The National Labor Relations Board, last seen attacking Boeing for having the unmitigated gall to open a production line in a right-to-work state, is hard at work on some other initiatives to assist the flagging union movement. The NLRB just proposed some “sweeping new rules,” for union elections, as the Associated Press describes them. These rules would “dramatically speed up the time frame for union elections.”
The elections in question are the votes that take place after organizers gather enough signatures from workers interested in joining a union. At the moment, the delay between filing the petition and holding the election is 45-60 days. The NLRB would “cut that time by days, or even weeks” by “simplifying procedures, deferring litigation, and setting shorter deadlines for hearings and filings.”
This would supposedly “better insure that employees’ votes may be recorded accurately, efficiently, and speedily,” according to the Board, which is composed of three Democrats and one Republican. The Republican voted against the new rules.
Why would holding an election more swiftly lead to increased accuracy or efficiency in tabulating the votes? One would think accuracy was improved by having more time to prepare for the big election. Have there been a lot of complaints about incorrectly counted ballots?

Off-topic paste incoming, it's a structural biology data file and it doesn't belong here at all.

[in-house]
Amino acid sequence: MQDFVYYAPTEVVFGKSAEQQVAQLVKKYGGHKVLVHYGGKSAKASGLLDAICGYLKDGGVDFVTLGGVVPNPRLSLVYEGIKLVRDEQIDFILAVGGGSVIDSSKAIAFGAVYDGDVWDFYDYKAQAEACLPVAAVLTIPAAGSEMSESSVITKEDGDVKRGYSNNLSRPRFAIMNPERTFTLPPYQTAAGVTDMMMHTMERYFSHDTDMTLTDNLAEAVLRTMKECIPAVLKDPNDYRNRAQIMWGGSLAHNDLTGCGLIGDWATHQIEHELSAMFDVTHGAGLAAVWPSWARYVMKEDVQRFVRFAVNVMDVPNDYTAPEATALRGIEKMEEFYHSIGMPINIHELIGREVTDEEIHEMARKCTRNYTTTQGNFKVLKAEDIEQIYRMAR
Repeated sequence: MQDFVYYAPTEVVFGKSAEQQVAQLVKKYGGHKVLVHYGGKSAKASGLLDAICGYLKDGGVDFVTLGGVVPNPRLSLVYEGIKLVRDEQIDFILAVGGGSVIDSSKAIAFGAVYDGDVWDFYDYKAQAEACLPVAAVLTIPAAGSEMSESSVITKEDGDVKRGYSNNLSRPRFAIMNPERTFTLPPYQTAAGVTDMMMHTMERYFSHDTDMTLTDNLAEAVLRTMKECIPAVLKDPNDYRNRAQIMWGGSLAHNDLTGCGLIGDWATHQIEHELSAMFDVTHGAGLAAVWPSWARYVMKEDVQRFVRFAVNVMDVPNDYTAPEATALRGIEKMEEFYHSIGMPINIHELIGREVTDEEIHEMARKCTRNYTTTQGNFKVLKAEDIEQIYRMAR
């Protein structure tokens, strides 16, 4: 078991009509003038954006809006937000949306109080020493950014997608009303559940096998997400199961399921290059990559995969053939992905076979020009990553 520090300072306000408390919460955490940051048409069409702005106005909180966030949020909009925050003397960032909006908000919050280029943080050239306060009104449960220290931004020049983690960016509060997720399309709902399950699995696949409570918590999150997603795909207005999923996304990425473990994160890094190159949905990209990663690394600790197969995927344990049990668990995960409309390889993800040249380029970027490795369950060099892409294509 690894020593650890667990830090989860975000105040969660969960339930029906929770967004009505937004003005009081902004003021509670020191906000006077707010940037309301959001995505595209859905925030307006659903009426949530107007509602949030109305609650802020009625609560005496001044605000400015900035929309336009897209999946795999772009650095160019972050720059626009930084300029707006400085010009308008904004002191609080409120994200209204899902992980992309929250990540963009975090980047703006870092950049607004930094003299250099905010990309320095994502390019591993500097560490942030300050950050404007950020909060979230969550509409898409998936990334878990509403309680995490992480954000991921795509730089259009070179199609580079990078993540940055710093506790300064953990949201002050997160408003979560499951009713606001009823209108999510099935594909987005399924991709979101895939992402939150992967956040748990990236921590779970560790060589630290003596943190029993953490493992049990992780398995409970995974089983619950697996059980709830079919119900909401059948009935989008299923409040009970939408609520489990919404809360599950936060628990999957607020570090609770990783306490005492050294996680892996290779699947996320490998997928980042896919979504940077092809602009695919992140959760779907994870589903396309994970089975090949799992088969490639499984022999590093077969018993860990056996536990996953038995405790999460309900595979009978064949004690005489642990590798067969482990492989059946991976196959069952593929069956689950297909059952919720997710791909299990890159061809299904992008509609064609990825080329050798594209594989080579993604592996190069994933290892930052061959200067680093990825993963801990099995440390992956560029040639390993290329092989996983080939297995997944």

The true purpose of the new drive-thru union election rules is to give employers less time to argue against the union. As the AP points out, union bosses really wanted a firm, legislated deadline, such as the five to ten-day deadline in Canada. The lone NLRB Republican, Brian Hayes, says the new “quickie elections” could be held in “as little as 10 to 21 days from the filing of a petition.”
“Make no mistake,” said Hayes, “the principal purpose for this radical manipulation of our election process is to minimize or, rather, to effectively eviscerate an employer’s legitimate opportunity to express its views about collective bargaining.”
Keep in mind that unions are also desperate to get “card check” legislation, which would eliminate secret balloting. Couple that with the new drive-thru timetable, and those union elections would become… spirited affairs indeed.
Washington is filled with questions about what it can do to address our hideous unemployment rates. For starters, the Obama Administration could stop treating employers as enemies to be defeated in a blitzkrieg, using heavy-handed measures designed to drive up the cost of labor.